Wednesday, January 31, 2007

Punctuation

This has nothing to do with the Bible; it’s just related to the way I write this blog.

On my personal blog—and in email, on chat, and in other contexts—I’ve gotten into the habit of writing quotations marks in the hacker writing style, instead of following American English standards for quotation marks.

Hackers tend to use quotes as balanced delimiters like parentheses, much to the dismay of American editors. Thus, if “Jim is going” is a phrase, and so are “Bill runs” and “Spock groks”, then hackers generally prefer to write: “Jim is going”, “Bill runs”, and “Spock groks”. This is incorrect according to standard American usage (which would put the continuation commas and the final period inside the string quotes); however, it is counter-intuitive to hackers to mutilate literal strings with characters that don’t belong in them. Given the sorts of examples that can come up in discussions of programming, American-style quoting can even be grossly misleading. When communicating command lines or small pieces of code, extra characters can be a real pain in the neck.

The article quoted goes on to mention that the hacker style of writing quotes is now preferred practice in Great Britain—however, in Britain, single quotes and double quotes are used in reverse to how they are used in America. e.g. in America you would write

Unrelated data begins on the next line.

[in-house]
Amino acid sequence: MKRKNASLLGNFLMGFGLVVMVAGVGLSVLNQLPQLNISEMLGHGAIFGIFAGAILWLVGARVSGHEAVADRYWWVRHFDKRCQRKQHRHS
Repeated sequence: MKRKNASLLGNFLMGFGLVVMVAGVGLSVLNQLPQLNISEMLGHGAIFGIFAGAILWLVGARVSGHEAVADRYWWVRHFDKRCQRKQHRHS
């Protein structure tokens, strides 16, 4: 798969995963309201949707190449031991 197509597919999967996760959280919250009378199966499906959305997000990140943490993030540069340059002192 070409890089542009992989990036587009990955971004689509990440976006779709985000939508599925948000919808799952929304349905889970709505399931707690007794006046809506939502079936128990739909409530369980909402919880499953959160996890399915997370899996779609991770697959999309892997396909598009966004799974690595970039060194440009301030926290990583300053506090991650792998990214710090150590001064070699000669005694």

Said John, “He said ‘I’m going to the mall,’ but I didn’t believe him.”

Whereas in Britain you would write

Said John, ‘He said “I’m going to the mall”, but I didn’t believe him.’

Canadians, who are neither British nor American—but almost both—tend to use American-style quotations. I, on the other hand, have picked up a mish-mash of both; I use double and single quotes where Americans would, but punctuate around the quotes like the hacker style above.

I have decided, however, to try and write this blog, from now on, using American-style punctuation around my quotation marks. I say “try” because the hacker style of writing has become very ingrained; I often find myself, in my professional writing career, having to go back and “correct” my punctuation using the American style.

My reason for doing so here is that I’m afraid some Biblical scholar will find my blog via Google some day, pop in, and start harassing me about my punctuation not being grammatical. Priests and Reverends and Pastors (and whatever other titles you can think of) love education, and it’s exactly the type of thing that I can see them being overly worried about.
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